The following Banking & Finance guidance note Produced in partnership with Neil Grant provides comprehensive and up to date legal information covering:
This Practice Note explains various aspects of a documentary ‘relaxation’ or ‘release’ clause, which is often included in leveraged buy-out (LBO) facility agreements. It also examines the most frequently encountered trigger conditions, common methods of relaxing requirements to provisions in the facility agreement and certain points to consider when negotiating this clause.
This Practice Note assumes a certain level of understanding of leveraged finance structures and documentation. For introductory information, see Practice Notes: Acquisition finance—introductory guide and Acquisition finance—facilities agreement. The Glossary of acquisition finance terms and jargon may also be helpful.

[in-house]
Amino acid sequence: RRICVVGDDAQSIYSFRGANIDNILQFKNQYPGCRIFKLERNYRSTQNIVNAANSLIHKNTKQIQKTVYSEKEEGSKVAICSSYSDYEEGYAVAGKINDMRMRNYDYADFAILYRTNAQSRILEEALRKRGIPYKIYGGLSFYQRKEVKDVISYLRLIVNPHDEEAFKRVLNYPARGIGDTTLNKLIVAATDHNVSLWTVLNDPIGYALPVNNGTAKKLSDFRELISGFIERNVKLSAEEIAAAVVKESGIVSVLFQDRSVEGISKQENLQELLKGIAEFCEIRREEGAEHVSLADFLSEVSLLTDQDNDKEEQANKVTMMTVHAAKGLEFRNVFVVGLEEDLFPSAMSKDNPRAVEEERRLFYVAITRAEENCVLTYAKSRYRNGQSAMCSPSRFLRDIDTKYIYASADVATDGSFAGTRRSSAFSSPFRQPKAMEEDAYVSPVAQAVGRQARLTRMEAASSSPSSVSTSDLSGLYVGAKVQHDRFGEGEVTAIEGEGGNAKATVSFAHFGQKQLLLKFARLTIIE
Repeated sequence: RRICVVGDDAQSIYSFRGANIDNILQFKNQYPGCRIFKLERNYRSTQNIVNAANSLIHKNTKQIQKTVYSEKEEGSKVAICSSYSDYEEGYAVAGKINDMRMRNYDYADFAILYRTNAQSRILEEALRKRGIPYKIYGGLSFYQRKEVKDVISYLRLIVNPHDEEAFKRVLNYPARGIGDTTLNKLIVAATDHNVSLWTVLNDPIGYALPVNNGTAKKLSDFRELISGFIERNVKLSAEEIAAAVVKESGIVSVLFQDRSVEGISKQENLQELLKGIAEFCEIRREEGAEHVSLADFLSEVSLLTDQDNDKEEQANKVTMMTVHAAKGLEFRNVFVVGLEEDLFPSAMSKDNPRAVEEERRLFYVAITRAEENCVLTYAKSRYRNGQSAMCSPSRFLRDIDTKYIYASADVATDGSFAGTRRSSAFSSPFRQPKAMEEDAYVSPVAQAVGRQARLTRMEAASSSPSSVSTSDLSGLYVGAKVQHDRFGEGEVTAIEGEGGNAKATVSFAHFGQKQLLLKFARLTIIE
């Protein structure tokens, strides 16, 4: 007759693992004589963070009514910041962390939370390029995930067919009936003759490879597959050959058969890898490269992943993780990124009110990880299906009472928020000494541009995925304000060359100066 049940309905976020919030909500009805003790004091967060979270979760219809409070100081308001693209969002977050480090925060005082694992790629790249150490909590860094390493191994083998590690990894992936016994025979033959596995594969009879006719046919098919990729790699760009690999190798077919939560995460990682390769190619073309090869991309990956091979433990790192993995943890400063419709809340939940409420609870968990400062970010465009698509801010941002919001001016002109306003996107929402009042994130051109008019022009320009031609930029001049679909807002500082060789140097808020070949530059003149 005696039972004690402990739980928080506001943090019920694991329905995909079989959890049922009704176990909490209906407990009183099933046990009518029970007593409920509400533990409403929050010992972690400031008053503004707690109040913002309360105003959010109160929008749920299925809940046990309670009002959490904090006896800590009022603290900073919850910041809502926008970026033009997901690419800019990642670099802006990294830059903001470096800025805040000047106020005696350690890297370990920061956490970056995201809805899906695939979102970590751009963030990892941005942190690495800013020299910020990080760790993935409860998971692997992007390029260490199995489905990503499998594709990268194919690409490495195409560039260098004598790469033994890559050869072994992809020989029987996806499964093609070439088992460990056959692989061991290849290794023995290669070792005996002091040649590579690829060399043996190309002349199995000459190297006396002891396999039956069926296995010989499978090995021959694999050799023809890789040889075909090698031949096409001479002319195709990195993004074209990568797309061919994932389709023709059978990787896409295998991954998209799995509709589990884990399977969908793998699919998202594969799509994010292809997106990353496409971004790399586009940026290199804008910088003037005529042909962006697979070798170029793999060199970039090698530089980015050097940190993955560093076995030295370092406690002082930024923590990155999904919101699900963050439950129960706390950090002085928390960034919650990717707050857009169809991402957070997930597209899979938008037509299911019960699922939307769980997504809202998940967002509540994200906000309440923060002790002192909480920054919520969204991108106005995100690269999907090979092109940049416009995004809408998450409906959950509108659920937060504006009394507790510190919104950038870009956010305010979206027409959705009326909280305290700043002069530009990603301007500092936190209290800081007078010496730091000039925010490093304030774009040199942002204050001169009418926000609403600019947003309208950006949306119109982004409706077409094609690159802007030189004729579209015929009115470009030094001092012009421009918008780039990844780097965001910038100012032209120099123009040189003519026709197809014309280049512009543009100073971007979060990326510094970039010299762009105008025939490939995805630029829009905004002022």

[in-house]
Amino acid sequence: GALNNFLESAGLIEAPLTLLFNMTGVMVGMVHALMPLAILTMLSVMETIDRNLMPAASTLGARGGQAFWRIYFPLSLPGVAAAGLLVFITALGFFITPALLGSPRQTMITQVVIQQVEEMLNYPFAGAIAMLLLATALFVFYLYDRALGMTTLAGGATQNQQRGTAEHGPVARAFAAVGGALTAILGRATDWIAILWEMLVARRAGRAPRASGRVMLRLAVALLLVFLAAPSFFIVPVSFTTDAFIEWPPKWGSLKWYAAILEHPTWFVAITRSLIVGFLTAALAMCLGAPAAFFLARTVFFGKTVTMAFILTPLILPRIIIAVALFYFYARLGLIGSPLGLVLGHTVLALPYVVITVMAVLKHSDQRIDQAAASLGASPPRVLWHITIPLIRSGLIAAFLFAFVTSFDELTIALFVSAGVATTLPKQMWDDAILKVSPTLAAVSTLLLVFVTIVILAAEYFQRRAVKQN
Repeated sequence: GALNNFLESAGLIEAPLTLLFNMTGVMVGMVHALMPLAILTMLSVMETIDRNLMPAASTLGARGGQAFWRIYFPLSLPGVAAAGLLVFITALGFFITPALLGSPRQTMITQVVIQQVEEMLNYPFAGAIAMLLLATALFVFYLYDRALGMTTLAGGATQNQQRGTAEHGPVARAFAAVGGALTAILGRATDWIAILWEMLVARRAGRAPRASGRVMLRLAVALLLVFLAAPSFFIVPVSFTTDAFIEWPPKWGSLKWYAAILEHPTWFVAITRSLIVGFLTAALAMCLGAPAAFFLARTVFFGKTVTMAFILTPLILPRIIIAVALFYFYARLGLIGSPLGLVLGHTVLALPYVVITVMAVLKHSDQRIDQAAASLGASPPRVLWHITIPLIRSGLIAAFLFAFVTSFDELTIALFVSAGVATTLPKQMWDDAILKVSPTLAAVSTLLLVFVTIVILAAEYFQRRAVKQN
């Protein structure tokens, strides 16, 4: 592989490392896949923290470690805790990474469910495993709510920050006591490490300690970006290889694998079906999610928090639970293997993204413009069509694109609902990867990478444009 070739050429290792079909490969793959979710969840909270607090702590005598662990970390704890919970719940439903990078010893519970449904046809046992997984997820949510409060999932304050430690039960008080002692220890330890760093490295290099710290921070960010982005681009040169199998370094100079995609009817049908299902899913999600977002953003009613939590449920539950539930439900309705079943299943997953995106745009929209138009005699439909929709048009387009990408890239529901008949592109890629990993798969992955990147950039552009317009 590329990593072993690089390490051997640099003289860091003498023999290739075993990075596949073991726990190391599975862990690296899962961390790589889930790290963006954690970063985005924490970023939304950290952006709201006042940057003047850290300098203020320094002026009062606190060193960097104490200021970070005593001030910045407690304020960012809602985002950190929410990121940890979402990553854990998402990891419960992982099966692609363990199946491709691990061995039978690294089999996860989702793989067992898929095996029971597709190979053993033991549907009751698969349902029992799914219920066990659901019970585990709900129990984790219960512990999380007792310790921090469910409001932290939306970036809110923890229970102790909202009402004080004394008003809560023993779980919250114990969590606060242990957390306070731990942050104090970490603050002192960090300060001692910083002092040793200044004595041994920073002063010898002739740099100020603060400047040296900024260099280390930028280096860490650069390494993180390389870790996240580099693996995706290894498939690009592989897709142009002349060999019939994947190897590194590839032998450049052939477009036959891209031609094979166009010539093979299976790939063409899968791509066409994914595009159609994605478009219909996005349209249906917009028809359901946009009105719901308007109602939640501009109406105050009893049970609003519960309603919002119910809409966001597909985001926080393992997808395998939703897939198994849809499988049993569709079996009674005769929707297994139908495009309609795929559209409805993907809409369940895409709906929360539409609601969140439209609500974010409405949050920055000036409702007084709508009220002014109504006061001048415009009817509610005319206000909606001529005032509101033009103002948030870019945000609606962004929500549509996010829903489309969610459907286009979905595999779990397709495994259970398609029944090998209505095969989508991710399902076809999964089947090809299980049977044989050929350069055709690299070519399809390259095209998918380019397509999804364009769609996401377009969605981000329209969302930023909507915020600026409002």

Traditionally, leveraged buy-out (LBO) facility agreements have imposed tight restrictions on the group's activities and included stringent mandatory prepayment obligations due to the high leverage. Private equity sponsors often take the view that, while restrictions may be warranted while the balance sheet is highly leveraged, should the group substantially deleverage, tight controls are unnecessary. Deleveraging may occur either due to:
a combination of earnings before interest, taxes, depreciation, and amortisation (EBITDA) growth and debt repayments, or
an extraordinary event, such as a listing, which generates significant new equity proceeds to prepay a material portion of the debt
The essence of this clause is that if, during the life of the facility, a trigger condition is satisfied, the facility agreement will be automatically amended so as to be
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